Every morning I remind myself that spring hasn’t arrived yet. It’s still not spring. I quickly put away all the spring clothes I had bought and grabbed the lined pants and sweaters I had worn over a hundred thousand times. I read about the colorful strawberries at the Paris, San Francisco farmers’ markets. I visit my local market and find the same old cabbage and potatoes. (I’m hoping for ramps this morning) It’s still not spring. It’s not spring yet. I don’t understand why I expect spring to be the first week in April in New York when it never is.
Last weekend, it was unfrozen enough for us to go on a little walk. We ended up at the Balthazar Bakery, where we shared the mildly sweetest and cutest pistachio-filled doughnuts ever. Then, we picked up a small loaf of their “sourish” (their term, not mine) white bread and forgot about it until it staled. On the subway platform, a few days later, I began to plan a spring panzanella recipe that would help me cope with how far away warm weather seemed.
Green beans? Green beans? (Rejected because they are summer produce. Leeks? What is the best way to store leeks? Asparagus! Because we at least have it around here. Meyer lemon vinaigrette? Like I could resist. White beans! I had some leftovers from the cassoulet and couldn’t let my Rancho Gordos waste! Then I stopped driving Alex insane by complaining about the late spring and was excited to make my own.
I hope that helps. It is 50 degrees and raining in New York City right now. For those in different seasons or continents, we have summer manzanillas and Winter Panzanellas.
It’s a bit awkward to cook and slice leeks this way. I love leeks, and this is a great way to use them. You can substitute the slippery guys with extra asparagus, green beans, or lightly cooked carrots if you cannot cut them into segments.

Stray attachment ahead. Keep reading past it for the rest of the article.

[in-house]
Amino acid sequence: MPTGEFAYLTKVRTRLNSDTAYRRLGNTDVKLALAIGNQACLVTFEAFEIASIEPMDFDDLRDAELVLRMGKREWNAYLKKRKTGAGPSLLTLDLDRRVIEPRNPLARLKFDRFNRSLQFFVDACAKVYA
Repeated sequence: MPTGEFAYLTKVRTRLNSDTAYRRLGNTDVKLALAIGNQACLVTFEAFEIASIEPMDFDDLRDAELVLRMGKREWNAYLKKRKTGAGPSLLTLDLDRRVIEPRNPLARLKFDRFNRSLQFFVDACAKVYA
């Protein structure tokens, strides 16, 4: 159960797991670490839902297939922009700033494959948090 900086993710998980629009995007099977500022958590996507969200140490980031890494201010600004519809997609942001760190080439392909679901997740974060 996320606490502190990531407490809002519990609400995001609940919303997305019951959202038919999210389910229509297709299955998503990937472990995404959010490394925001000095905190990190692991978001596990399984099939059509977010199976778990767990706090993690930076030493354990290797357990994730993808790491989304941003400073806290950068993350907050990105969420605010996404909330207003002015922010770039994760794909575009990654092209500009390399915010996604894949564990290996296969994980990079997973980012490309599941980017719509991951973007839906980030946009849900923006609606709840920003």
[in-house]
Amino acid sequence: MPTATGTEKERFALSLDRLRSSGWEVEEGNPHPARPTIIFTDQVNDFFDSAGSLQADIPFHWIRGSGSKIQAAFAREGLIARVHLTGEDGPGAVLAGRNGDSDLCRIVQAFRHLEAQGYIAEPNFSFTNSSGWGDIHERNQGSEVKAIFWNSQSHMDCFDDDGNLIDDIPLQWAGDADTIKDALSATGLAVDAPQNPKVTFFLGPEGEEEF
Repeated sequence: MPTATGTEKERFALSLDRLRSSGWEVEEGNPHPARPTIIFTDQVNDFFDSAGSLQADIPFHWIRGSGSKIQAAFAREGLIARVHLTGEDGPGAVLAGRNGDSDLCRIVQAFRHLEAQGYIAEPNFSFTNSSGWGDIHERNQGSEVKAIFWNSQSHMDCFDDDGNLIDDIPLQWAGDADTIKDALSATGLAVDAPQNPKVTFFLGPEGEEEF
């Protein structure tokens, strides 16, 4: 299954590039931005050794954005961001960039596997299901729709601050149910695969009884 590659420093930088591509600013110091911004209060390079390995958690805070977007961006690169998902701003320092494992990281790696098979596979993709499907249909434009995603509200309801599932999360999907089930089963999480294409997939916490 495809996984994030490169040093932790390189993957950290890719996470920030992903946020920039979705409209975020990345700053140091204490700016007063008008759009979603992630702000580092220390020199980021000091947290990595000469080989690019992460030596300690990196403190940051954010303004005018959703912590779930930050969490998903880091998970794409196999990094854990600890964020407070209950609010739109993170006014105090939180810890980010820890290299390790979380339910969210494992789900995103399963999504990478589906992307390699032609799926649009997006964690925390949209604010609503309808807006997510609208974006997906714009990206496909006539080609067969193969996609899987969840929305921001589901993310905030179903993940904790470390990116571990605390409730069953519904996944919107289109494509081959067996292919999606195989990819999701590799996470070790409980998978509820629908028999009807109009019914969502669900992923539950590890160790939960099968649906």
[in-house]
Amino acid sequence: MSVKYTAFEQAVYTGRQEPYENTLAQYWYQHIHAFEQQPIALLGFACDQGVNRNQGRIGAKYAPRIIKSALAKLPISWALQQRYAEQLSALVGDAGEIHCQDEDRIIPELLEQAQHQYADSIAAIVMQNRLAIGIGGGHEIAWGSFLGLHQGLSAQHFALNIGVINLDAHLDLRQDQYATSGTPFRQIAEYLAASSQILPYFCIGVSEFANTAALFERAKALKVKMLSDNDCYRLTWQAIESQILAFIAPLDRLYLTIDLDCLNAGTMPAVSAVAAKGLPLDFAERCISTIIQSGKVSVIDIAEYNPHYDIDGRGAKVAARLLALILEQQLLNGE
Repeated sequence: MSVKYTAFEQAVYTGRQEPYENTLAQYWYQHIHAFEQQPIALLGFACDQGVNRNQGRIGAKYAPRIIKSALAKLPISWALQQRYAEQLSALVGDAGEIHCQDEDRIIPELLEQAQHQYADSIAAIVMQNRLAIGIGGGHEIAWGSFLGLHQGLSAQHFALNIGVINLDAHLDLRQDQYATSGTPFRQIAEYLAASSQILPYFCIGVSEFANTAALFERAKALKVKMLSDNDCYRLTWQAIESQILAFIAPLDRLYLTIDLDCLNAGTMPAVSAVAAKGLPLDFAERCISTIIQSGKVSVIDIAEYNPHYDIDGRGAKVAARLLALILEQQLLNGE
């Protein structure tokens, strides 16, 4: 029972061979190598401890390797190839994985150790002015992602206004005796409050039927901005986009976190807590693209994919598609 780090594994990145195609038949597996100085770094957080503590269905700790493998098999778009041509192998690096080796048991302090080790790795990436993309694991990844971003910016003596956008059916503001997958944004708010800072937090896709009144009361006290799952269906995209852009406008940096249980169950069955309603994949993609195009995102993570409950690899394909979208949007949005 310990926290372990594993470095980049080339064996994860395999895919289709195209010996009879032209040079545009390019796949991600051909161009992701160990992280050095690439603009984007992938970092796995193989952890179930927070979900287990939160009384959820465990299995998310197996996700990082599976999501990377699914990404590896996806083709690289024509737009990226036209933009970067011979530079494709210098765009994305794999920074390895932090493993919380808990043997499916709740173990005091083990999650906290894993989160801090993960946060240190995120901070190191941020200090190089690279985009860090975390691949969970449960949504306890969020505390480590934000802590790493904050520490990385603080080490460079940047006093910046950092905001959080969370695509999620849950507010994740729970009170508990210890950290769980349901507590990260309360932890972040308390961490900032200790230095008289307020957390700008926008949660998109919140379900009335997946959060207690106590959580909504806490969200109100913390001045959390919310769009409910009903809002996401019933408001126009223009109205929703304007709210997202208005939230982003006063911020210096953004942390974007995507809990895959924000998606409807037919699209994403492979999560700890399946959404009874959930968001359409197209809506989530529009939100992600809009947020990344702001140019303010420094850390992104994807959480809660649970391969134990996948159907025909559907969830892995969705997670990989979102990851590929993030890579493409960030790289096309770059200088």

About four servings as a main dish and six servings as a side
1/4 cup olive oil
Two cloves of garlic, finely minced
6 cups of day-old bread with crust removed, cubed
Parmesan cheese, finely grated: 6 tablespoons plus extra for garnish
Black pepper and salt freshly ground
For the vinaigrette,
Finely diced half a red onion
Champagne or white wine vinegar, 2 to 2 1/2 teaspoons
Half a lemon juice
1/4 cup olive oil
1/2 teaspoon Dijon mustard
Four large leeks
Salt 2 teaspoons
1 Pound Asparagus
One 19-ounce white bean can, rinsed and drained, or 1 1/2 cups of cooked white beans.
Preheat oven to 400degF.
Combine garlic, olive, oil, parmesan cheese, and salt in a large bowl with the bread cubes. Toss well to coat. Sprinkle salt and pepper on the bread and transfer it to a baking tray. Bake, stirring every 10 to 15 mins, until the croutons have a light color on the outside but are still soft inside. Let cool and set aside.
Mix the red onions with the lemon juice and vinegar in a small dish. Set aside a few minutes, then whisk in the other vinaigrette components: the olive oil and Dijon. Set aside.
Trim the root ends and remove the dark green tops. Each leek should be cut in half lengthwise, within 2 inches of the root end. Wash away any sand by rinsing well with cold water. In a heavy 12-inch skillet, cover leeks with cold running water. Add salt to the leeks and cook uncovered for 15-20 minutes.
Transfer the leeks into a bowl with ice and cold water without draining any cooking water. Then, pat them dry using paper towels. Cook asparagus in boiling water for three minutes or longer if it is thicker. Transfer the asparagus to another bowl with ice water and drain it.
The leeks are slippery and will separate easily, so use a sharp knife and hold firmly. Mix the beans with the cooled parmesan bread crumbs in a large bowl. Pour the vinaigrette on top and mix well. Add salt and pepper.